Instead of pity towards the people of Nineveh, Jonah has a pity party.  Jonah, clearly doesn’t understand God’s heart towards this Gentile nation.  We don’t know all that was in Jonah’s heart, but we do know that often Assyria was considered to be an enemy of Israel.  Jonah didn’t want this Gentile nation (them) to be saved, but rather wanted them to be judged and destroyed.

Jonah 4:1-3 (HCSB)
1 But Jonah was greatly displeased and became furious.
2 He prayed to the LORD: ‘Please, LORD, isn’t this what I said while I was still in my own country? That’s why I fled toward Tarshish in the first place. I knew that You are a merciful and compassionate God, slow to become angry, rich in faithful love, and One who relents from sending disaster.
3 And now, LORD, please take my life from me, for it is better for me to die than to live.’

Jonah doesn’t want God to be a God of mercy, but one of judgment.  How often do we see that in today’s so-called prophets and churches? How often do we want God’s judgment towards those we think are our enemies?

Jonah had heard about God’s good nature (revealed to Moses and David – Ex 34:6-8, Ps 103), but didn’t really want to come to know this kind of God, especially towards those who didn’t “deserve” mercy.

John 3:17
17 For God did not send His Son into the world that He might condemn the world, but that the world might be saved through Him.

God transacts a trial for Jonah having to do with a castor-oil plant. Jonah chooses not to repent, but to stay in his attitude of judgment and pride (the flesh) versus choosing God’s way which is the life of the spirit (represented by the “oil plant” placed above him for a time).

Jonah 4:10-11 (HCSB)
10 So the LORD said, ‘You cared about the plant, which you did not labor over and did not grow. It appeared in a night and perished in a night.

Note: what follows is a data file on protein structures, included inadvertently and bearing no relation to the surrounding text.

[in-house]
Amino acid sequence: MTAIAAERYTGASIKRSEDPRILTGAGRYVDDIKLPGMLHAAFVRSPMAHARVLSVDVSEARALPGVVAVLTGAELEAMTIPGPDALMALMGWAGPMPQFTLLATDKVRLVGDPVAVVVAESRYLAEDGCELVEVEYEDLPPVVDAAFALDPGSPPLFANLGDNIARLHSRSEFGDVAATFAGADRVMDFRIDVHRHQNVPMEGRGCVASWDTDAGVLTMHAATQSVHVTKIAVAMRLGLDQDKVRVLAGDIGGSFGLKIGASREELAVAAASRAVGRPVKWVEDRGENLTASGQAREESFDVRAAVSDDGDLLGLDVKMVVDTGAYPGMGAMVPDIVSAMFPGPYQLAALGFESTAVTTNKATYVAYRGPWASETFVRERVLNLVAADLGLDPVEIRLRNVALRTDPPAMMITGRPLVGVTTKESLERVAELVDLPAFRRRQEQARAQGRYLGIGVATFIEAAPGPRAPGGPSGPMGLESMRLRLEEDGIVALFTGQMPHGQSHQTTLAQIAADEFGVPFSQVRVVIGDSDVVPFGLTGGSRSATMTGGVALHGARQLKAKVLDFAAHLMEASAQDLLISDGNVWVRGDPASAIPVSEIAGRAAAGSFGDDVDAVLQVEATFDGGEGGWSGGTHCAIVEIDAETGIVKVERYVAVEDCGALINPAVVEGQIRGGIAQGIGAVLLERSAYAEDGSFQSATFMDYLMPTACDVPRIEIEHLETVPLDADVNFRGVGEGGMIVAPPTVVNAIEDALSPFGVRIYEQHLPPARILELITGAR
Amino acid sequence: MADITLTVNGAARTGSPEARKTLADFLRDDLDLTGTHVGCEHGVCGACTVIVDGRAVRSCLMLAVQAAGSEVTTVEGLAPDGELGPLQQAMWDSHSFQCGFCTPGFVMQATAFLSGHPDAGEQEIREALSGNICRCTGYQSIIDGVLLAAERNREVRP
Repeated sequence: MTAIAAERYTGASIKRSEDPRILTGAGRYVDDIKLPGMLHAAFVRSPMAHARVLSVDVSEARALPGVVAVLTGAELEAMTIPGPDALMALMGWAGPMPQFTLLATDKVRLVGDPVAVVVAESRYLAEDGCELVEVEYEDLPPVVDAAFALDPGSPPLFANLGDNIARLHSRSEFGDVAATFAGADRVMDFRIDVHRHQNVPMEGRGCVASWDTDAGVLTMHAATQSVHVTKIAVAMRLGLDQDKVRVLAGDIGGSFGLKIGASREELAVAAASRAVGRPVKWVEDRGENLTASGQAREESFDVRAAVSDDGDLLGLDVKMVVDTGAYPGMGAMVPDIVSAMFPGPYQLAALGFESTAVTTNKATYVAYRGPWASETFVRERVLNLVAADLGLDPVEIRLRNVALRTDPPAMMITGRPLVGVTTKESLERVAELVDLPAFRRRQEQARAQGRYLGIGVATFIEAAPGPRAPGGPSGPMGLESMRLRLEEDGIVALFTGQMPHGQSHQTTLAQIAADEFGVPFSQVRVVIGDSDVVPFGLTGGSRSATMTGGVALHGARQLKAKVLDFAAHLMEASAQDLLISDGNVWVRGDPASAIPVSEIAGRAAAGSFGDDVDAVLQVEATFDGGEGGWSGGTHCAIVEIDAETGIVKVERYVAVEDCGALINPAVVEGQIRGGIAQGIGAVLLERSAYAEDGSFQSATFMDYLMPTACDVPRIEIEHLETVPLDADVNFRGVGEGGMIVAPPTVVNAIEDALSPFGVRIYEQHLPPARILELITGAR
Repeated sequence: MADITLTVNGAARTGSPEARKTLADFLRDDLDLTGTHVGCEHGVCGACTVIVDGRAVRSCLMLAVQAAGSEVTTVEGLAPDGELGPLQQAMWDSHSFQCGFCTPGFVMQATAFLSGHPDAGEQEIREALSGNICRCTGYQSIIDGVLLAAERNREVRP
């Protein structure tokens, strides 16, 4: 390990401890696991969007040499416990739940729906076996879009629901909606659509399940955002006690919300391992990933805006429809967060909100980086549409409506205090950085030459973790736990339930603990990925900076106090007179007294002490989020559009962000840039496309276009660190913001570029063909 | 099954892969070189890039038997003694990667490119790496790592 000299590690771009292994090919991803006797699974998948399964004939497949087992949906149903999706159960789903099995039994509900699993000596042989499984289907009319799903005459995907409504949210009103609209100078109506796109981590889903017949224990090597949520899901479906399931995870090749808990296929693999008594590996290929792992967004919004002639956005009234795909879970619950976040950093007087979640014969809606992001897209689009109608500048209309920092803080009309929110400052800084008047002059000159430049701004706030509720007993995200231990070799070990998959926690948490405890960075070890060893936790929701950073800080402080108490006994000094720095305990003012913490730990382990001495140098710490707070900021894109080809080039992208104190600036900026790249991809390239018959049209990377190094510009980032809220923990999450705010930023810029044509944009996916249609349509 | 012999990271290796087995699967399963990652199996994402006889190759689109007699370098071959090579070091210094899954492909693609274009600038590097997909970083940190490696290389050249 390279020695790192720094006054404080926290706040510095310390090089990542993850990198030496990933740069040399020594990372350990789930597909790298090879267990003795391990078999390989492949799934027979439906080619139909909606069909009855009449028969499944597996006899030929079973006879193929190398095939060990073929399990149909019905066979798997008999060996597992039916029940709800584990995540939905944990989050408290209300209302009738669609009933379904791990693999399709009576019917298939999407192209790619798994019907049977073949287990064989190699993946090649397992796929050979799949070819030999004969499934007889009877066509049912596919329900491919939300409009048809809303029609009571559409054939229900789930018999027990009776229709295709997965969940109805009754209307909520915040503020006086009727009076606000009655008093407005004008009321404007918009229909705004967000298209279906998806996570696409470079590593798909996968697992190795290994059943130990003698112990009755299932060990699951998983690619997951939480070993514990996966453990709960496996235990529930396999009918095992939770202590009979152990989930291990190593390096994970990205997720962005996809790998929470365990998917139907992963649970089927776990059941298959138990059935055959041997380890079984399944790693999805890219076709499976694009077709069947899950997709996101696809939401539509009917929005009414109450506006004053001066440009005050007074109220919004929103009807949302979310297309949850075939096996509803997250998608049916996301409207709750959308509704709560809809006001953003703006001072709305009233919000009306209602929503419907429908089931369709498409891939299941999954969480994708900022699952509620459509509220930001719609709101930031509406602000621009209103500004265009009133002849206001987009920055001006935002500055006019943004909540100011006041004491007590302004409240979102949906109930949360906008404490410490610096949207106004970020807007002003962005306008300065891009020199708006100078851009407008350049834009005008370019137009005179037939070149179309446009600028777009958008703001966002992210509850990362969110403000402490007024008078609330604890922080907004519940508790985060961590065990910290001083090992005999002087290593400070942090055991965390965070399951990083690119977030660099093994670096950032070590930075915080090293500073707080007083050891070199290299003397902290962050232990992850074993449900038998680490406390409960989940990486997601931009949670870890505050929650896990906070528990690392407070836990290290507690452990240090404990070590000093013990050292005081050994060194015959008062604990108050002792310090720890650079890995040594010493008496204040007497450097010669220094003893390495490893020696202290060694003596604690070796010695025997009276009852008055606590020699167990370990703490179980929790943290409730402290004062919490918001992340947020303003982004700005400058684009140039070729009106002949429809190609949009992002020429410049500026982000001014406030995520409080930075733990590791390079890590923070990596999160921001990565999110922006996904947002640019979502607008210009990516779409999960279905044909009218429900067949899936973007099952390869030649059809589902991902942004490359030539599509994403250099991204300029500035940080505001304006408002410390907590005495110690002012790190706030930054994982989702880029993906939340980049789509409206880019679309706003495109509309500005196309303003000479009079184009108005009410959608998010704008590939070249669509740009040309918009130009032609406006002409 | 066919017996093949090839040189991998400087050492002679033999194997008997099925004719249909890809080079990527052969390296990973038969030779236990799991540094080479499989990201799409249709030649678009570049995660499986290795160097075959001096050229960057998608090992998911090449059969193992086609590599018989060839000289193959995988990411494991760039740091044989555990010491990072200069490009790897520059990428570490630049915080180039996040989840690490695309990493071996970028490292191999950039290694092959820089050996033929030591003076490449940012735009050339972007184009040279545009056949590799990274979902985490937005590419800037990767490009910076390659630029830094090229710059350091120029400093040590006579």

11 Should I not care about the great city of Nineveh, which has more than 120,000 people who cannot distinguish between their right and their left, as well as many animals?’

The number 12 is a type which represents the fullness of a people group.  That the king, his nobles, and a town of 120,000 people would all be saved is nothing short of miraculous.
God’s heart was that none would perish, but that all would be saved through him.

  • Unlike Jonah, Yeshua was without sin and always did what pleased His Father out of a relationship of love and unity.
  • Unlike Jonah, Yeshua didn’t need to repent in order to qualify for his resurrection.
  • Unlike Jonah, Yeshua knew the compassion and goodness of God.
  • Unlike Jonah, Yeshua immediately embraced the death of his flesh (not my will) and accepted His cross.

 

  • Like Jonah, Yeshua experienced separation from this world and from God (when he took on our sin).
  • Like Jonah, Yeshua offers a message to the Gentiles for salvation and that the fullness might be saved.
  • Like Jonah, Yeshua witnessed miraculous signs and wonders when he simply did what the Father asked him to do.

Going back to our opening text, the sign of Jonah is really about God making a way of salvation and deliverance for the world (Nineveh).  This opportunity comes through Christ who died on a cross, was swallowed up in death and was raised up to life again after three days and three nights.  There is an invitation to the world to turn from evil and our violent ways and towards Yeshua and His way of love.  While the cross of Christ is offensive and foolishness to some, it is the power of God to save those who believe.

Do you ever wonder if you have avoided the really difficult things we are called to do (our Ninevehs), and instead chosen the ways that are comfortable and prosperous (Tarshish)?  I do.  I work in commerce, and sometimes wonder if I have chosen the way of Tarshish for my life, but I have to trust in the grace of God to both help me in the choosing and to work out the plans that He has prepared for me.

May the grace of God be with you all as you make your choices and help you fulfill all that our divine Conductor has set in motion for you to accomplish.